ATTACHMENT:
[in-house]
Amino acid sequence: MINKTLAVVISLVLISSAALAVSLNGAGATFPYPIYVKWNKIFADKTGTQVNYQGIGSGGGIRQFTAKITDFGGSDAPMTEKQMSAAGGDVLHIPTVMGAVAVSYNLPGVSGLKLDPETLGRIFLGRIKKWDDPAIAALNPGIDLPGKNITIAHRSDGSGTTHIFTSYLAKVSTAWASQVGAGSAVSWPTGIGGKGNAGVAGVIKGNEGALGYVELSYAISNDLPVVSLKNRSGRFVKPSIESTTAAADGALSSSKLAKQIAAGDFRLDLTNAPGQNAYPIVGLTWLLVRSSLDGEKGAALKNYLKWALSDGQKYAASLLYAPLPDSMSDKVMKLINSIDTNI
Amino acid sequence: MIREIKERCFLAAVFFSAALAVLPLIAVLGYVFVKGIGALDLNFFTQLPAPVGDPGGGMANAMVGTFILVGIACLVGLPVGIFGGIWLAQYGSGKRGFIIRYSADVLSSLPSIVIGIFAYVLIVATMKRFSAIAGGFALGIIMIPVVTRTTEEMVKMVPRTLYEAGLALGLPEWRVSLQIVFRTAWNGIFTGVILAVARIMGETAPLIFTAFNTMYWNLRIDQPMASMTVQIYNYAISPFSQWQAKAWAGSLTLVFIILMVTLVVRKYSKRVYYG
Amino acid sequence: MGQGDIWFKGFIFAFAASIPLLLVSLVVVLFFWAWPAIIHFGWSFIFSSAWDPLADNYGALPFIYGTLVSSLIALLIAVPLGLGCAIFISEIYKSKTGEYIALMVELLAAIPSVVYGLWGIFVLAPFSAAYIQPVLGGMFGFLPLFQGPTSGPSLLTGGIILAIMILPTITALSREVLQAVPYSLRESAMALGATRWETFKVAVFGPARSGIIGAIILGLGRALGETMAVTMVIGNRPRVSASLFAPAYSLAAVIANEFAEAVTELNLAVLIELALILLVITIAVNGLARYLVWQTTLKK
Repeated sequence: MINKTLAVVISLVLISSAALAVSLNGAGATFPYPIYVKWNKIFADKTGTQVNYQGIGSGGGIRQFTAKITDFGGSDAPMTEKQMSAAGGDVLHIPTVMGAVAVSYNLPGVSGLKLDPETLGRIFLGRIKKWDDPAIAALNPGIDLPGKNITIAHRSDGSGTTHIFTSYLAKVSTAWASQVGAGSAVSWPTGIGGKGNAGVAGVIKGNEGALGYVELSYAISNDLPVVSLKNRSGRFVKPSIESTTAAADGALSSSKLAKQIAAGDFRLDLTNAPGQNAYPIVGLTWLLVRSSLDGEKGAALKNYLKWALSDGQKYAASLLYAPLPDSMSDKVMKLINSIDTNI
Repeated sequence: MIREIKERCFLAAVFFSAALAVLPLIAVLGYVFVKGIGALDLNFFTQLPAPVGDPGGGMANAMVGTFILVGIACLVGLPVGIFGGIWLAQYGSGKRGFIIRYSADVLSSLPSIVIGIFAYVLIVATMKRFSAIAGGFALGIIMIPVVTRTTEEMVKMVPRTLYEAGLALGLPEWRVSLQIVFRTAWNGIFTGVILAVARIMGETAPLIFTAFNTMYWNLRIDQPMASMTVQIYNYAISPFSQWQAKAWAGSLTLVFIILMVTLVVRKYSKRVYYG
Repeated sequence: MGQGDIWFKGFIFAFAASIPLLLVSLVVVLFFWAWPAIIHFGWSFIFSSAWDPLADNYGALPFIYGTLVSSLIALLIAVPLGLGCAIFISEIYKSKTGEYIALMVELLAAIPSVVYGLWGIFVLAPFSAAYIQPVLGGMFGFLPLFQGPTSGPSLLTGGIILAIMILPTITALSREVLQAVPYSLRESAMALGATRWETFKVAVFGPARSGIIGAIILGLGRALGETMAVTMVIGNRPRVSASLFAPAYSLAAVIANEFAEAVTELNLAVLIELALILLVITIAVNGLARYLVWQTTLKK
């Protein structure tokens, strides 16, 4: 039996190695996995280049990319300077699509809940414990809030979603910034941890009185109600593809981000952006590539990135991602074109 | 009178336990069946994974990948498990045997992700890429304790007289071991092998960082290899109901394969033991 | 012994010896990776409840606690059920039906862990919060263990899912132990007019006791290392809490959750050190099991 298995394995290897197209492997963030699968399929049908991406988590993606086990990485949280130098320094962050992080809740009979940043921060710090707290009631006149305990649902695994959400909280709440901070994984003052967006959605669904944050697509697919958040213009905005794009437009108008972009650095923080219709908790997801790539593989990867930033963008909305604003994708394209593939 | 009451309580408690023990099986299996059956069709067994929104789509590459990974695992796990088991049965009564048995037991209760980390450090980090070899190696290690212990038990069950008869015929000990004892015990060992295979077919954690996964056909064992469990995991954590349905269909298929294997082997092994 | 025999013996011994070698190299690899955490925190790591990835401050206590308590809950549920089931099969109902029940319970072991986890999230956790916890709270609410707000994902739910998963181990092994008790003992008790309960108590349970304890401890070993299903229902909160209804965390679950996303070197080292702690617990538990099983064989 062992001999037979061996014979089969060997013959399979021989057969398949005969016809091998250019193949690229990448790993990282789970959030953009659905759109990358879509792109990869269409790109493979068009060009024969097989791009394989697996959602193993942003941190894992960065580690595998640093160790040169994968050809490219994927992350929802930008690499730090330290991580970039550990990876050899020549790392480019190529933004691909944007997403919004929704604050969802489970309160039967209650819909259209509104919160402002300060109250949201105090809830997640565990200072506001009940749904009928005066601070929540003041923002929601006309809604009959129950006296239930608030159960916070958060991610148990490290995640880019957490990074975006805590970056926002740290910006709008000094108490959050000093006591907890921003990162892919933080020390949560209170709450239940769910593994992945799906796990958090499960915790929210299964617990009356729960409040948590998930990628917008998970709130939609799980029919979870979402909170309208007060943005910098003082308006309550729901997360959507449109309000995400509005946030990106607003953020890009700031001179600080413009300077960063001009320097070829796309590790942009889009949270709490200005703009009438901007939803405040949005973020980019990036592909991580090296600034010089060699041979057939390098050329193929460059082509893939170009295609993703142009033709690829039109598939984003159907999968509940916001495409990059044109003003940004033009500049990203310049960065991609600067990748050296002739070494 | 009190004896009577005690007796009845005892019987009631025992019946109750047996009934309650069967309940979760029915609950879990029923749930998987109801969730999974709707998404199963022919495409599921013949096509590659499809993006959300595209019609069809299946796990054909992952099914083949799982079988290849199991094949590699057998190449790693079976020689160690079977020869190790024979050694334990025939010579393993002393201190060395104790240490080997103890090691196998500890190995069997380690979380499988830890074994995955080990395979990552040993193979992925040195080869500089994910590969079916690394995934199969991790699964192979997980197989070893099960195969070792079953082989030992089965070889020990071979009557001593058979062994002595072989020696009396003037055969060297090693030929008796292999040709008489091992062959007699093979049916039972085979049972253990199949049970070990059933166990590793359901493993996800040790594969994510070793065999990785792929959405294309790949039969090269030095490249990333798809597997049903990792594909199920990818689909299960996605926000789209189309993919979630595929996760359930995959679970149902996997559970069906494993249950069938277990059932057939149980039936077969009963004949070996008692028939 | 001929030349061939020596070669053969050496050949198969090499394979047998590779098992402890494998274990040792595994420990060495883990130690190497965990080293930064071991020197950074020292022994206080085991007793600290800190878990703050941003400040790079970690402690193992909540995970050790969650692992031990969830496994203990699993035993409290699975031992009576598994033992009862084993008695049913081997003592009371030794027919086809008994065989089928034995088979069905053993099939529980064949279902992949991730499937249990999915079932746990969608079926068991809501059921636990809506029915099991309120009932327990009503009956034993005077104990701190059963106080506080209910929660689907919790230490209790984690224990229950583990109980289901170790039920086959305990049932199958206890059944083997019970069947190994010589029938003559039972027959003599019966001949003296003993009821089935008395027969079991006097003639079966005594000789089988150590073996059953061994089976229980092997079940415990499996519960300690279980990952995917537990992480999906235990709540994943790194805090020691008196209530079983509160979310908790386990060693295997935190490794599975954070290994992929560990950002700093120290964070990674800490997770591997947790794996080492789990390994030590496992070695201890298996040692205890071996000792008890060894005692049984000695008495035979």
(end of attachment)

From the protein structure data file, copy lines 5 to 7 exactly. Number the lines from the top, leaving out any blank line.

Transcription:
Repeated sequence: MINKTLAVVISLVLISSAALAVSLNGAGATFPYPIYVKWNKIFADKTGTQVNYQGIGSGGGIRQFTAKITDFGGSDAPMTEKQMSAAGGDVLHIPTVMGAVAVSYNLPGVSGLKLDPETLGRIFLGRIKKWDDPAIAALNPGIDLPGKNITIAHRSDGSGTTHIFTSYLAKVSTAWASQVGAGSAVSWPTGIGGKGNAGVAGVIKGNEGALGYVELSYAISNDLPVVSLKNRSGRFVKPSIESTTAAADGALSSSKLAKQIAAGDFRLDLTNAPGQNAYPIVGLTWLLVRSSLDGEKGAALKNYLKWALSDGQKYAASLLYAPLPDSMSDKVMKLINSIDTNI
Repeated sequence: MIREIKERCFLAAVFFSAALAVLPLIAVLGYVFVKGIGALDLNFFTQLPAPVGDPGGGMANAMVGTFILVGIACLVGLPVGIFGGIWLAQYGSGKRGFIIRYSADVLSSLPSIVIGIFAYVLIVATMKRFSAIAGGFALGIIMIPVVTRTTEEMVKMVPRTLYEAGLALGLPEWRVSLQIVFRTAWNGIFTGVILAVARIMGETAPLIFTAFNTMYWNLRIDQPMASMTVQIYNYAISPFSQWQAKAWAGSLTLVFIILMVTLVVRKYSKRVYYG
Repeated sequence: MGQGDIWFKGFIFAFAASIPLLLVSLVVVLFFWAWPAIIHFGWSFIFSSAWDPLADNYGALPFIYGTLVSSLIALLIAVPLGLGCAIFISEIYKSKTGEYIALMVELLAAIPSVVYGLWGIFVLAPFSAAYIQPVLGGMFGFLPLFQGPTSGPSLLTGGIILAIMILPTITALSREVLQAVPYSLRESAMALGATRWETFKVAVFGPARSGIIGAIILGLGRALGETMAVTMVIGNRPRVSASLFAPAYSLAAVIANEFAEAVTELNLAVLIELALILLVITIAVNGLARYLVWQTTLKK